3. I just bought a book that might help you! It's an English translation of a Japanese bento book for kids, called "Kawaii Bento Boxes". ISBN 978-4-88996-260-4. I bought it at Kinokuniya and was really happy to find it. There are lots of ideas for tiny side dishes, and even groupings by colour etc. I noticed that many recipes are microwave friendly too, and they even have a little time stamp to tell you how long it takes to make a bento (e.g. 15 min/20 min). Of course, it does assume that you have access to Japanese ingredients, but I don't think that would be too difficult for you. If you have a Kinokuniya near you I'm sure you can find it, or you can order it on the internet. I must admit I've had a lot of fun reading this book over the last two days!
  4. Wow, I was excited to see a number of my favourite cookbooks mentioned! I have Hiroko Shimbo's Japanese Cooking, as well as Tokiko Suzuki's and a number of other books. The problem I encountered after a while is that many cookbooks tend to be repetitive and give the same standard Japanese recipes, e.g. sukiyaki etc. Nowadays, I like to look for cookbooks with an interesting and fresh take on things to inspire me. I have a number of the Nobu cookbooks but found that after the first one, the recipes seemed rather contrived. I also have the Shunju cookbook, but that is more like a fantasy cookbook for me. I have two of Harumi Kurihara's cookbooks, and I think she has a third one out in English. I flipped through it in the bookstore but it seemed to repeat some of her earlier recipes. I do like the books of hers that I have however. The recipes really work, although I have to confess that nowadays I tend to look at the ingredient lists and just eyeball measurements. Another cookbook I found in English is Amy Kaneko's "Let's Cook Japanese Food", which is a book about homestyle yoshoku or Japanese style Western food. I really wish that I could read Japanese better. I bought a cookbook (or "mook") in Japanese but my reading is so poor and so slow that in the end I gave up and just looked at the beautiful pictures. I'll certainly try to track down the Homma book. Thanks for the great suggestions!
  5. YSC


    I'm glad this thread got bumped up because I'm currently going through a natto craving. I just went home to visit my parents and while I was there my dad was eating natto all the time. I hadn't eaten natto in years but of course I had to join him... now that I'm back I have a strange craving for it. I went to the local Nijiya supermarket and they sold some in the refrigerated section. However, I could not find any expiry date on it. I've heard that you have to eat it fairly soon if not frozen. How long can refrigerated natto last? Also, I like to make maguro natto and when I do I use wasabi instead of karashi. Does it make a difference?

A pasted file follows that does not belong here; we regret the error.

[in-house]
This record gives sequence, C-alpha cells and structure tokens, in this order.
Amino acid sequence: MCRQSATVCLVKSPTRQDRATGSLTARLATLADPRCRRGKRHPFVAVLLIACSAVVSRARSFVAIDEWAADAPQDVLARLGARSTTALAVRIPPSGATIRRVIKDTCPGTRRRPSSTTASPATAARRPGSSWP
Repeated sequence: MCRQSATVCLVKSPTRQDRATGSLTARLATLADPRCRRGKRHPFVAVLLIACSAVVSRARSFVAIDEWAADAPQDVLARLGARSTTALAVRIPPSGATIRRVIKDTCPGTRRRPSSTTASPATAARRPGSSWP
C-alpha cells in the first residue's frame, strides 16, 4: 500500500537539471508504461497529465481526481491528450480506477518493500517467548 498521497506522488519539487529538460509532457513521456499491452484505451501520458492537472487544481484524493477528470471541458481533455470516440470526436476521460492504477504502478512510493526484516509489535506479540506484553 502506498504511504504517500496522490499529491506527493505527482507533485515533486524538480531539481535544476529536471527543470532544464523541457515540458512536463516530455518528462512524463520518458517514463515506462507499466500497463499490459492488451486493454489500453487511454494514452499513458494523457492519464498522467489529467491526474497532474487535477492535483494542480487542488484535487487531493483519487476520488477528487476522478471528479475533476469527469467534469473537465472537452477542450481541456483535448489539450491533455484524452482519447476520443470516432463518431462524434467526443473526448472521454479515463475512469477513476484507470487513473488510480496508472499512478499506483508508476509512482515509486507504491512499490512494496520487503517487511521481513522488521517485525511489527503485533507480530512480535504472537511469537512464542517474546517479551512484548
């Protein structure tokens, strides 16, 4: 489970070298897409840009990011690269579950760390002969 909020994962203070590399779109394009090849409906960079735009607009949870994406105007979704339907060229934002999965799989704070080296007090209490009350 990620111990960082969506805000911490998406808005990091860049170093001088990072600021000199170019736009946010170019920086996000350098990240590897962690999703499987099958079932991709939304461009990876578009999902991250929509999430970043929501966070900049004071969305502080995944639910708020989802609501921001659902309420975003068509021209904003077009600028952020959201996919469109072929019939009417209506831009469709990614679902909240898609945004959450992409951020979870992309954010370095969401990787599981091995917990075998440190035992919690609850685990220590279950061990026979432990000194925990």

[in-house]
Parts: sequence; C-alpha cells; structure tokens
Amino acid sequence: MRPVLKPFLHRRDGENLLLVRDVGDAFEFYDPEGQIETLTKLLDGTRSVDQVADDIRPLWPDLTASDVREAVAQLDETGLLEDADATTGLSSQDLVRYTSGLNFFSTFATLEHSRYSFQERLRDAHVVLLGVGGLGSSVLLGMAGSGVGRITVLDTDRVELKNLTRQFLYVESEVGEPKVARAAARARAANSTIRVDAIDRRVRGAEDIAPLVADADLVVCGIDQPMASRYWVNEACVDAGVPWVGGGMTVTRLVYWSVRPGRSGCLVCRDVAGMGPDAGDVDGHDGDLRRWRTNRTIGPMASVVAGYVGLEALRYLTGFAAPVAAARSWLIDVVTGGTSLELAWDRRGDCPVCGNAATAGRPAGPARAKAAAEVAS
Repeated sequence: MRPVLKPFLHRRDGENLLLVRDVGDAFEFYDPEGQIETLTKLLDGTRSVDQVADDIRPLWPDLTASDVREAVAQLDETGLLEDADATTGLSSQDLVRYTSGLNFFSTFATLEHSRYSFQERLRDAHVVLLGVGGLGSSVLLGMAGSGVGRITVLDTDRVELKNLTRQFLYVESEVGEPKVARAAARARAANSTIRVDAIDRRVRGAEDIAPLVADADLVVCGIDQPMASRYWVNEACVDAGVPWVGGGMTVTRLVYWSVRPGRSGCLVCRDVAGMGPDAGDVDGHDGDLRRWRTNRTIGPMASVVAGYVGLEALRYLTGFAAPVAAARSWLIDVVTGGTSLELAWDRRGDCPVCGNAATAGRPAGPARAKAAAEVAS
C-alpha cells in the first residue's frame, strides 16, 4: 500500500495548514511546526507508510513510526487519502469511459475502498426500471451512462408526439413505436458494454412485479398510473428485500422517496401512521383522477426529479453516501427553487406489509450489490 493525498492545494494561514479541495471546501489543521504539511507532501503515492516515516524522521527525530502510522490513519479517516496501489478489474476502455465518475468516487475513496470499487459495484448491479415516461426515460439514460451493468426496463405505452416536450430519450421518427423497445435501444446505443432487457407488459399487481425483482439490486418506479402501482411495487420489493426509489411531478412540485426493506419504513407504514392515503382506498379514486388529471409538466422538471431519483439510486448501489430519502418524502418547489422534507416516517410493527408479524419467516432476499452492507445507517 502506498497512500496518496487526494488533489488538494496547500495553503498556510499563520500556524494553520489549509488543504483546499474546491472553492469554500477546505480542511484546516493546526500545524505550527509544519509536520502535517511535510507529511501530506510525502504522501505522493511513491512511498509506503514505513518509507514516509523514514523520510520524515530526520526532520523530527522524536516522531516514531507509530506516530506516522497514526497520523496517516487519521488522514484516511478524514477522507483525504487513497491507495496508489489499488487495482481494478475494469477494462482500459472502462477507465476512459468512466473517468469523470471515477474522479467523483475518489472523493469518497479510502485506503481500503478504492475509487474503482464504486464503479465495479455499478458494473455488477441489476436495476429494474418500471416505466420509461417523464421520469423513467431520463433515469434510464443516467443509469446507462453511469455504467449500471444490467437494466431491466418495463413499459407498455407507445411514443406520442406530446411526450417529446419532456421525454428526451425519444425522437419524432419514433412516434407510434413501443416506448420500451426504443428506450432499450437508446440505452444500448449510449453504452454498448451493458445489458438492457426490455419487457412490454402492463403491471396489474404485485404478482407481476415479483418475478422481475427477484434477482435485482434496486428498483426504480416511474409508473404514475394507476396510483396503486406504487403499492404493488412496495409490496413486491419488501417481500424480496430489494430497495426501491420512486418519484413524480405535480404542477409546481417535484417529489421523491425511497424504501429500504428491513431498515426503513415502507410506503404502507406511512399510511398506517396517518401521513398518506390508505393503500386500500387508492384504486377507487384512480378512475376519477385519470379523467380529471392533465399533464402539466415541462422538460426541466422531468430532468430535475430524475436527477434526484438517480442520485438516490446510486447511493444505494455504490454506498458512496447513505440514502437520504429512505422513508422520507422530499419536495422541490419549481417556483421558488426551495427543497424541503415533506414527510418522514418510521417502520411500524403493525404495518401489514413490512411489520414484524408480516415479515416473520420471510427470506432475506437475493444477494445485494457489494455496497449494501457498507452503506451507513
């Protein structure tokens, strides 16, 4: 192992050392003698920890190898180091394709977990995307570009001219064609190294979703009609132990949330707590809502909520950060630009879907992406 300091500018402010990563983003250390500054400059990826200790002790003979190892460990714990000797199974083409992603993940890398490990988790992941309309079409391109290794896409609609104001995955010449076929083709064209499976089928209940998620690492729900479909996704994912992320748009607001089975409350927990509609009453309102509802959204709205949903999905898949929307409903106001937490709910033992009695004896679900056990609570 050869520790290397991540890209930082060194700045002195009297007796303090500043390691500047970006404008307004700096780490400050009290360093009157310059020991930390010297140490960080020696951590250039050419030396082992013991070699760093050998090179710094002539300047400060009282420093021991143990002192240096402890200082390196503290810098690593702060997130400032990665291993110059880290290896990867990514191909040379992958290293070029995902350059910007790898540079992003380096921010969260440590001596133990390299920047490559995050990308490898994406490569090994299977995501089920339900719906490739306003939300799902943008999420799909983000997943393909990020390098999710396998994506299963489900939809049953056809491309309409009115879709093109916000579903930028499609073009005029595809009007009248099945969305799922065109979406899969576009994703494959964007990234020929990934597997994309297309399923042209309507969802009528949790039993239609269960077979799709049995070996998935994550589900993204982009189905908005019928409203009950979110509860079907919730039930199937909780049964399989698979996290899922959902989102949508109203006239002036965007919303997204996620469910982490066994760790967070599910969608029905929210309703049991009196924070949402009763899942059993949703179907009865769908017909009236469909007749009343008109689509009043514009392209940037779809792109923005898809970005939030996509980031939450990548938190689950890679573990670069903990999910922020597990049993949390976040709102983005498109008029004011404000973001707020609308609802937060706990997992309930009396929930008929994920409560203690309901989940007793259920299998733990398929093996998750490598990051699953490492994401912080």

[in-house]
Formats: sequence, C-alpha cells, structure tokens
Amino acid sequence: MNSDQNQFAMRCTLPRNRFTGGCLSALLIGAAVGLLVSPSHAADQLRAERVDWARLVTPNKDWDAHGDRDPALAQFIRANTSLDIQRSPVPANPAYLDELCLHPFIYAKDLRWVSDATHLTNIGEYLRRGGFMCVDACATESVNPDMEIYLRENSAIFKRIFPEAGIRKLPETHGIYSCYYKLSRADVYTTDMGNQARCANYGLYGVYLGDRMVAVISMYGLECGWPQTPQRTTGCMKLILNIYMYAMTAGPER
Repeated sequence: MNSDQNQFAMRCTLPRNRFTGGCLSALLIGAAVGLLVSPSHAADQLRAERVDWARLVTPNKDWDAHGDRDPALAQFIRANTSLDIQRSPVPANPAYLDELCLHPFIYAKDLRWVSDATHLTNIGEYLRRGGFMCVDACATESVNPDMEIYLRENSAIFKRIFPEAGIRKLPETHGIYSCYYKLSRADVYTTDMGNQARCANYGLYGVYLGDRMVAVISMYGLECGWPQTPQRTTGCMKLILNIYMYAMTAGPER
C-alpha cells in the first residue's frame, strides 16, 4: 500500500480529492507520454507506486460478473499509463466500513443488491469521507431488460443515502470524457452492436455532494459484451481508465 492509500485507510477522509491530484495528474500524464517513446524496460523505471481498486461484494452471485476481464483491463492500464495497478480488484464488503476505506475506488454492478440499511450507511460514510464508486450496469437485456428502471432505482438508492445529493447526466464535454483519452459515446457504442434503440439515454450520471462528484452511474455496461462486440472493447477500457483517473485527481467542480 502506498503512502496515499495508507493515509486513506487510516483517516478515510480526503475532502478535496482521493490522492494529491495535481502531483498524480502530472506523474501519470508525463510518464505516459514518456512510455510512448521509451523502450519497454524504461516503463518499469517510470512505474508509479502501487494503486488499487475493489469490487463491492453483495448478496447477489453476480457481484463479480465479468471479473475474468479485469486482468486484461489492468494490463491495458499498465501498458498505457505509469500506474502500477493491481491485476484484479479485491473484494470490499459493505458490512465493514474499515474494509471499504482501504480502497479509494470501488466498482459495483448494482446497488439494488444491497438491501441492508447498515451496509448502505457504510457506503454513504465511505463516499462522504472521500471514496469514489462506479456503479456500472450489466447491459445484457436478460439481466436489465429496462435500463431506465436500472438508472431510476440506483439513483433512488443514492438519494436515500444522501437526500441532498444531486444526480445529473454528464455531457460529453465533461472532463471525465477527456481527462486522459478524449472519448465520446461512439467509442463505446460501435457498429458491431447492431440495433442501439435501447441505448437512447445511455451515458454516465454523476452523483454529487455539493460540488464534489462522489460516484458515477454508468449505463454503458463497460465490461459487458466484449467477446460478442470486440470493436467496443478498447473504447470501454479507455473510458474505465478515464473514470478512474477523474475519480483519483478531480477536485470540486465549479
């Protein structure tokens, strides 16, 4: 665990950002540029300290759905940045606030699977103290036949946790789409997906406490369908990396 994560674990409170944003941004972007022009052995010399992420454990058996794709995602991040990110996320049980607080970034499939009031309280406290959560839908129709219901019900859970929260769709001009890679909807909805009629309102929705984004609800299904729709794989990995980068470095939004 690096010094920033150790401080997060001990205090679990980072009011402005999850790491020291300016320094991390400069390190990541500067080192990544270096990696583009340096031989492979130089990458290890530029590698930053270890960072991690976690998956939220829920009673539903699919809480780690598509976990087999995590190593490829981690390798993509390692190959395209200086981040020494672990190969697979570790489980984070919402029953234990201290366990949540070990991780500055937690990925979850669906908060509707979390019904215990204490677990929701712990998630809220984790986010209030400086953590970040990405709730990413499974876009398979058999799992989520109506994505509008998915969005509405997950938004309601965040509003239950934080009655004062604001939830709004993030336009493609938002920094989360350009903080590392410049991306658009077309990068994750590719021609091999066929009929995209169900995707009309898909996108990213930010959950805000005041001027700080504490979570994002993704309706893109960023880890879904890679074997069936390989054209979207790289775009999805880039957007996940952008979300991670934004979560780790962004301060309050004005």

6. Hi Sanrensho, Thanks for getting back to me. The shokupan we buy is pretty "typical" regular shokupan -- very much like your description of a lean, fluffy white bread. In this case, they also make a wholewheat version but now that I think about it, it is probably what Prasantrin mentioned -- possibly just wheat bran added... I don't have the exact proportions because I don't happen to have a loaf in the house right now, but I'm pretty sure that it has no egg in it. I was just wondering about that because previous posters had talked about challah in comparison to shokupan. Like you said, it's soft and pulls apart easily. Perhaps if I do go ahead and get the bread maker I will try the included recipe first to see if it works. I did consider the standing mixer but have no space for it. The bread maker seems like it would also help with the rise times etc. so I wouldn't have to rush back to tend to it. My sister in Singapore just did an experiment for me in which she used a shokupan recipe for a 1.5 lb loaf in her 2lb bread maker. The recipe (which was published in Singapore) called for bread improver but she skipped it because I told her I wasn't sure I could get any here. She said it worked quite well although because it baked in her bread maker and not in a loaf tin with lid, it rose up really high and fluffy and filled the whole 2lb pan. I wonder if I make it (assuming I get the 1lb Zojirushi) whether I can just halve the 1.5 lb recipe? As you can probably tell, I have very little experience with bread making...